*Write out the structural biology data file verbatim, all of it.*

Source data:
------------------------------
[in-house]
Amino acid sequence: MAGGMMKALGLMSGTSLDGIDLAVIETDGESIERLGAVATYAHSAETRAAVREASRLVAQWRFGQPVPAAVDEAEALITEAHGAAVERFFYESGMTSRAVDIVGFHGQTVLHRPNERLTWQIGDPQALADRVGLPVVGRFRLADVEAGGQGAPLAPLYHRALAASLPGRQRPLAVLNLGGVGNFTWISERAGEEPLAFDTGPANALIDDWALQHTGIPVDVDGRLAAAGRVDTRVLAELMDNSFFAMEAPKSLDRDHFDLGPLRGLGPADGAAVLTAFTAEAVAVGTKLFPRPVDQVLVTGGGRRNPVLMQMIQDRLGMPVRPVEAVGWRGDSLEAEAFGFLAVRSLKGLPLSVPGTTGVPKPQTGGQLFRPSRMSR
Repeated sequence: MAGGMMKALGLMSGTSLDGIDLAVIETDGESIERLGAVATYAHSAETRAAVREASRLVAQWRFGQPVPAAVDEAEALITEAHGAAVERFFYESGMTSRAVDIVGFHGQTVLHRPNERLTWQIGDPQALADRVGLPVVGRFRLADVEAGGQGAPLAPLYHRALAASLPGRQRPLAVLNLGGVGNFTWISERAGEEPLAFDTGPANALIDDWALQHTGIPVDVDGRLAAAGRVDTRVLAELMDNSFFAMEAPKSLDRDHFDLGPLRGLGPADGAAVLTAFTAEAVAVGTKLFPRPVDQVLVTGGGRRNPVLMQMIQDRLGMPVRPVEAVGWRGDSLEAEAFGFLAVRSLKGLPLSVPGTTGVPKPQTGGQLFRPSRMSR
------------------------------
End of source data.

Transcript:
[in-house]
Amino acid sequence: MAGGMMKALGLMSGTSLDGIDLAVIETDGESIERLGAVATYAHSAETRAAVREASRLVAQWRFGQPVPAAVDEAEALITEAHGAAVERFFYESGMTSRAVDIVGFHGQTVLHRPNERLTWQIGDPQALADRVGLPVVGRFRLADVEAGGQGAPLAPLYHRALAASLPGRQRPLAVLNLGGVGNFTWISERAGEEPLAFDTGPANALIDDWALQHTGIPVDVDGRLAAAGRVDTRVLAELMDNSFFAMEAPKSLDRDHFDLGPLRGLGPADGAAVLTAFTAEAVAVGTKLFPRPVDQVLVTGGGRRNPVLMQMIQDRLGMPVRPVEAVGWRGDSLEAEAFGFLAVRSLKGLPLSVPGTTGVPKPQTGGQLFRPSRMSR
Repeated sequence: MAGGMMKALGLMSGTSLDGIDLAVIETDGESIERLGAVATYAHSAETRAAVREASRLVAQWRFGQPVPAAVDEAEALITEAHGAAVERFFYESGMTSRAVDIVGFHGQTVLHRPNERLTWQIGDPQALADRVGLPVVGRFRLADVEAGGQGAPLAPLYHRALAASLPGRQRPLAVLNLGGVGNFTWISERAGEEPLAFDTGPANALIDDWALQHTGIPVDVDGRLAAAGRVDTRVLAELMDNSFFAMEAPKSLDRDHFDLGPLRGLGPADGAAVLTAFTAEAVAVGTKLFPRPVDQVLVTGGGRRNPVLMQMIQDRLGMPVRPVEAVGWRGDSLEAEAFGFLAVRSLKGLPLSVPGTTGVPKPQTGGQLFRPSRMSR